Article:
Hansen: A one-of-a-kind place in the untamed northwest corner of Nebraska is headed to auction
They are selling off a little slice of Heaven in northwest Nebraska this fall.
The auction, which will take place on Wednesday afternoon Oct. 10 down at the Crawford Community Building, seems teeny-tiny by the normal standards of a land sale in ranch country.
Forty acres. Fourteen buildings, most of them small. A 13,000-gallon swimming pool, six guestrooms, one two-bedroom cabin, one restaurant, one old windmill and an unknown number of wandering, half-tame cats.
But the square footage of the sale doesn’t even begin to adequately describe the heartbreak, the hope or the importance of the event.
They are auctioning off a place that defies easy description, a place that is not quite a bed-and-breakfast, not exactly a guest ranch and not completely a restaurant, either, but rather all of those things and many others, too.
They are auctioning off the prettiest single spot in the entire state of Nebraska, according to me.
They are auctioning High Plains Homestead to the highest bidder. I’m praying that the winners are one-fourth as wonderful as Mike and Linda Kesselring, who have run this oasis in the untamed Nebraska Badlands for the past 20 years.
“It’s time,” Mike told me recently. “We have such high hopes that we can find a group of folks that will buy it and carry on the tradition.”
What’s your sales pitch, Mike?
“Little-known fact,” he says. “Livin’ in the Badlands is great for your complexion.”
For the past two decades, Mike has cracked jokes and cooked steaks and buffalo burgers over a giant flame. Linda has pretended to laugh at his jokes and made what is quite possibly the state’s most delicious pie.
Together, first with Mike’s parents and then with a rotating band of relatives and friends, the Kesselrings have somehow built a successful guesthouse/restaurant/Old West attraction that’s 18 miles of gravel roads from the nearest town — the booming metropolis of Crawford, population 969.
Together, they have built more than a business. They have built something that feels to me very much like a Nebraska treasure.
Last year, the High Plains Homestead had what was easily the best year in its existence.
This year, Mike says, guest occupancy and business are up 10 percent from that record. Which is fantastic, until you consider that Linda and Mike are retirement age, have faced some serious health problems and have been quietly trying to sell and semi-retire for two years.
“We have laid the foundation,” Mike says. “But now it will be for someone else to take it over and take it to the next level.”
Whoever buys the place can do whatever they would like with it, obviously. It is, after all, a free country.
But Amy Johnston, marketing director for Lashley Land, one of two real estate companies helping with the auction, hope that the buyer builds upon what the Kesselrings have already built.
Maybe more weddings, she says. Can you imagine an old-time chapel on the property? Maybe more catering, she says. Mike and Linda turned down multiple catering requests from nearby Chadron and nearby Fort Robinson.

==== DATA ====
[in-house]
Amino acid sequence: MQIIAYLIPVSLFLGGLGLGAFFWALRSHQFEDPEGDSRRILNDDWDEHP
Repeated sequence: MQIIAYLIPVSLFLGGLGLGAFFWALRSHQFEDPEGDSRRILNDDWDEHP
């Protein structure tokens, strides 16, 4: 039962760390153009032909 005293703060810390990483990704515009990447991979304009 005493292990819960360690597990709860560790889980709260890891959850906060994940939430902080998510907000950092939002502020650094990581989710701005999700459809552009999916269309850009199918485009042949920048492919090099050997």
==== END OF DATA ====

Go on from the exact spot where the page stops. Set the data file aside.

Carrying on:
An enterprising younger couple could organize trail rides, serve as an outdoors outfitter, guide hunters and host church retreats. They could also expand — High Plains Homestead is at 90 percent occupancy this summer, Johnston says.
There are some built-in advantages to High Plains Homestead, namely that is it a truly singular place that sits right next to Toadstool Geologic Park — a Mars-like environment of rocky valleys and peaks — and right next to the Oglala National Grassland, which is nearly 100,000 acres of pristine, nearly untouched high country prairie. You can hunt fossils here, or hunt turkeys, or wander over to Fort Robinson or simply sit on the porch and watch the blazing-red sun dip over the horizon.
There are also some built-in drawbacks. Like the fact that you will live 18 miles from the nearest town, most of it gravel road. And the fact that if there is something that needs to be built, repaired or otherwise altered, you are probably gonna need to do it yourself.
“As Mike says, ladies that like high heels are probably not going to feel at home doing this,” Johnston says. “But if you are a couple or a group of people who view themselves as homesteaders at heart, why this would be a perfect lifestyle.”
I have been traveling to High Plains Homestead for years, and will most likely go once more before Mike and Linda hang it up for good in November.
And I think I speak for every regular when I say that the auction fills me with a jumble of emotions. I’m happy for Mike and Linda. I’m scared that the High Plains Homestead will change, and I don’t want it to.
I’m hopeful that someone will buy it and build upon the Kesselrings’ crazy dream — make it even better while keeping its untamed soul intact.
And I’m praying that whoever buys the High Plains Homestead does one more thing, a thing that is absolutely essential to its continued success:
Beg Linda Kesselring for her pie recipe. Beg her until she agrees to share.
“A gathering place,” Mike Kesselring says when I ask him how he defines High Plains Homestead. “That’s the best word I can put on it.
“It’s a community gathering place. And I hope it continues to be that for a long, long time.”